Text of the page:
Page 45 Review by Stephen
I love that the deluxe hardcovers' covers focus, close-up, on young Hazel's development.
She is, after all, SAGA's narrator, filling the series with foreshadowing, the wisdom of experience, and the insight of hindsight. What don't know yet is how long she has had to acquire her worldview, for we have no idea at what age Hazel is telling her story.
It's essentially a comedy about love - of relationships, parents and children - and a discourse on the atrocities of war in which no one is safe. That its setting is science fantasy gives Vaughan and Staples the opportunity to fill it with the wonders of diversity, which they've both taken full advantage of, as well as its attendant bigotry. Hazel is having to hide her biological nature, for she's a miraculous child born of two distinctive species which are at war. One has wings, the other has horns; Hazel has both.
Not only have they been at war for as long as anyone can remember, but for so very long that no one has so far recalled a moment when they were once at peace. Hazel's not the only one within who has decided to hide a truth, but she is the only one privy to that secret.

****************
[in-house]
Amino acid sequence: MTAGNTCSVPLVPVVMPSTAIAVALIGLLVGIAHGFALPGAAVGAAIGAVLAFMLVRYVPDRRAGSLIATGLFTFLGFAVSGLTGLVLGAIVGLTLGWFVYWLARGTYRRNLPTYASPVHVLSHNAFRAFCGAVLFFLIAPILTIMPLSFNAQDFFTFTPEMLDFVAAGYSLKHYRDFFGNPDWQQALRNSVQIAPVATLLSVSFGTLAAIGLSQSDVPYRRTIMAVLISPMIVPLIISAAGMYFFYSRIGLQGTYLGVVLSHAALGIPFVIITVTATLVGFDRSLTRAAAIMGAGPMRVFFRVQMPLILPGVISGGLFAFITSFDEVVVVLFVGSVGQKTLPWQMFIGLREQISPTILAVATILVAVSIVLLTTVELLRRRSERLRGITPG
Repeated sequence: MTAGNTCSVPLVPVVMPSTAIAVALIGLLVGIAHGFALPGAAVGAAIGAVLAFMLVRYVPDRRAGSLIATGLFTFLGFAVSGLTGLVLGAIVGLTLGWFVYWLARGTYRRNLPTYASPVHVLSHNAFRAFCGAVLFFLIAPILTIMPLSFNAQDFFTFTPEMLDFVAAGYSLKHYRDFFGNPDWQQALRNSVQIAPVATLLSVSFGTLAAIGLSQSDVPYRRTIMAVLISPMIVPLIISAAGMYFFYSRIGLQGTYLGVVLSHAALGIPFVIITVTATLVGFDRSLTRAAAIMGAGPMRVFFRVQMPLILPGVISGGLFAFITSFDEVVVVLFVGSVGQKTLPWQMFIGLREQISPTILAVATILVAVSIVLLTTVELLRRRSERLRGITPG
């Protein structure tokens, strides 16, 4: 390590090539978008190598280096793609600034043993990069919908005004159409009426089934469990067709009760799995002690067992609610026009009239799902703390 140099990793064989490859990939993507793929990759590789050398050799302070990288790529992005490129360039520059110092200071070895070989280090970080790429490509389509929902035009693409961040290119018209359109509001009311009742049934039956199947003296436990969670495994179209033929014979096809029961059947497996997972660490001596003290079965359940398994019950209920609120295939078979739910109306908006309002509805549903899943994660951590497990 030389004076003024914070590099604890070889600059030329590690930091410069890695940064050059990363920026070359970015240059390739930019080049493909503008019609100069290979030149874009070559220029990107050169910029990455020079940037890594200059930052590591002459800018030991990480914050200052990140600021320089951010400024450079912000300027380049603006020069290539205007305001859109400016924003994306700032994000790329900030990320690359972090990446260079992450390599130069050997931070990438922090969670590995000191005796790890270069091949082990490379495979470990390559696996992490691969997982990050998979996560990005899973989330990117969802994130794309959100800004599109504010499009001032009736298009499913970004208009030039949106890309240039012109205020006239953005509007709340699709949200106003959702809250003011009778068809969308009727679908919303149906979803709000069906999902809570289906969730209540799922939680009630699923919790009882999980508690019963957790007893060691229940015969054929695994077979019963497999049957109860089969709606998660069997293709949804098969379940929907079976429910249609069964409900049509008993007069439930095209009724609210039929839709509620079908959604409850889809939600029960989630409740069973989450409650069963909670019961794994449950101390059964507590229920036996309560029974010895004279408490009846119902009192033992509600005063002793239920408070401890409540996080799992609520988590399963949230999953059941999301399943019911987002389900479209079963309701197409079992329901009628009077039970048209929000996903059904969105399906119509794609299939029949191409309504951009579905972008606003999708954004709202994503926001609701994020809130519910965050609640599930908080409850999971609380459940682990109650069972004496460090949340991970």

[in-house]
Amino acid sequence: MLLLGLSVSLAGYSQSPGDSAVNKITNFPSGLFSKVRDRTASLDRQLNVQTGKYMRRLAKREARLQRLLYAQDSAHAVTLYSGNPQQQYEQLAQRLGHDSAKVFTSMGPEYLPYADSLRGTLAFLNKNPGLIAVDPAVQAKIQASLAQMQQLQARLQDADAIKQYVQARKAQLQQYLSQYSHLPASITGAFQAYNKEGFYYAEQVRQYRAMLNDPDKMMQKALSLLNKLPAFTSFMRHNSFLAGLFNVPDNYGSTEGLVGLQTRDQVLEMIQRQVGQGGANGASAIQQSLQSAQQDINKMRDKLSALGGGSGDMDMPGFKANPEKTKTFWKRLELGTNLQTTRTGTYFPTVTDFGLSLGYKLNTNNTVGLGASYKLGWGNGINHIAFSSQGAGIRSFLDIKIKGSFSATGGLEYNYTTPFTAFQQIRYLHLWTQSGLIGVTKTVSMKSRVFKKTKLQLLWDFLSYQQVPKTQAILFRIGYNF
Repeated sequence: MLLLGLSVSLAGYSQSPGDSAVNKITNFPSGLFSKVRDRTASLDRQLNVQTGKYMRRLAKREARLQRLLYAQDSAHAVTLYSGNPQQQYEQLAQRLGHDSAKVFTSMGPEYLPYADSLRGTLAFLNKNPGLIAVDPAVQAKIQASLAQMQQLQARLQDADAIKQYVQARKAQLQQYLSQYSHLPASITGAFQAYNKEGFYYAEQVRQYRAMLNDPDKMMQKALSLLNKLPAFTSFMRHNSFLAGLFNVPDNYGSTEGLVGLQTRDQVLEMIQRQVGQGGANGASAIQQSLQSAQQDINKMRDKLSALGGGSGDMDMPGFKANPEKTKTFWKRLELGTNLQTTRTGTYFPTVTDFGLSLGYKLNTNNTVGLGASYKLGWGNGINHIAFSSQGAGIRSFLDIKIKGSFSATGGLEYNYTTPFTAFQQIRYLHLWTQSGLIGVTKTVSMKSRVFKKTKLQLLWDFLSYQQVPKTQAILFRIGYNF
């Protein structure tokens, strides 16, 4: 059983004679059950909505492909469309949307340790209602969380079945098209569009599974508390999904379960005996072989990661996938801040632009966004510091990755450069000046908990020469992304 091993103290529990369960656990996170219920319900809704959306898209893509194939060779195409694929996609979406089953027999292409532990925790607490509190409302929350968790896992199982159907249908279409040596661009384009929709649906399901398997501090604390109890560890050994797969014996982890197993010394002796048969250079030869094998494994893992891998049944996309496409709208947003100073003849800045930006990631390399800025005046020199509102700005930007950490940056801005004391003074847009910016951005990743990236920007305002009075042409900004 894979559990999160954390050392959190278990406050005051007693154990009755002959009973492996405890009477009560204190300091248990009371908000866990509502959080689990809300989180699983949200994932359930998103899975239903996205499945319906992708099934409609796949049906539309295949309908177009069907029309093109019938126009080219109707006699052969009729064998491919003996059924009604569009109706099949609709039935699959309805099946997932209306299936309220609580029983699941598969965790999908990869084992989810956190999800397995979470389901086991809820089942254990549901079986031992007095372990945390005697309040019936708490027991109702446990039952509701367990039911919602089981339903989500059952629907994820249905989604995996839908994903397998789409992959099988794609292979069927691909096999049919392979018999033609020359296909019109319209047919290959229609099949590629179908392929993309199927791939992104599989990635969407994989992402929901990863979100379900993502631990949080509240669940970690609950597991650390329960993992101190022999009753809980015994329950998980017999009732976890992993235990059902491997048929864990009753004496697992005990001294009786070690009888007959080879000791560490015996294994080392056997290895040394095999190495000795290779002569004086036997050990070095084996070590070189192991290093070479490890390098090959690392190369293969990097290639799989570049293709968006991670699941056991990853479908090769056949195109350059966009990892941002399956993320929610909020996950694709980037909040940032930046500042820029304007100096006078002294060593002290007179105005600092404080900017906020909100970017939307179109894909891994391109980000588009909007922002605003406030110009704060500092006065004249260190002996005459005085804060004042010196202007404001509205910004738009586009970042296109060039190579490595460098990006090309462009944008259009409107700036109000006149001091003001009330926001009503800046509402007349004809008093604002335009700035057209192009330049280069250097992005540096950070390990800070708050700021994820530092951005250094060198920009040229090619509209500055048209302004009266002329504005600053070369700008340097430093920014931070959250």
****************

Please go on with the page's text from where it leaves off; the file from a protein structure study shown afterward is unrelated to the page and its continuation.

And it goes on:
It's a deliciously inclusive series, is what I'm saying, and prospective newcomers are heartily encouraged to read my overview of SAGA DELUXE EDITION VOL 1 H/C even if you end up buying one of the seven softcovers so far. That contains the first; this contains 4 to 6 so please click on those SAGA covers if you want to read those reviews because conjoining them - as I did for Brubaker, Epting and Breitweiser's VELVET h/c or Brubaker, Phillips and Breitweiser's THE FADE OUT - is far more work than you'd imagine, involving a great deal of cutting and splicing, and the occasional bloody finger.
The deluxe hardcovers come with extras, this time in the form of brand-new guest art from Jen Bartel, Bengal, Cliff Chiang, Pia Guerra, Faith Erin Hicks, Karl Kerschl, Jason Latour, Marcos Martin, Todd McFarlane, Sean Murphy, Steve Skroce and Chip Zdarsky.
Each of these pieces is accompanied by an introduction by Brian, then a Q&A in the same spirit as the periodical's annual readership survey, while the extras themselves are introduced by a page of musings and an illustration by Pia Guerra which reminds me to warn you that there is in each volume One Of Those Moments which will leave you exceptionally relieved that you never leant this book to your grandma or grandpa. One of those here involves a dragon in an act which you will never, ever forget.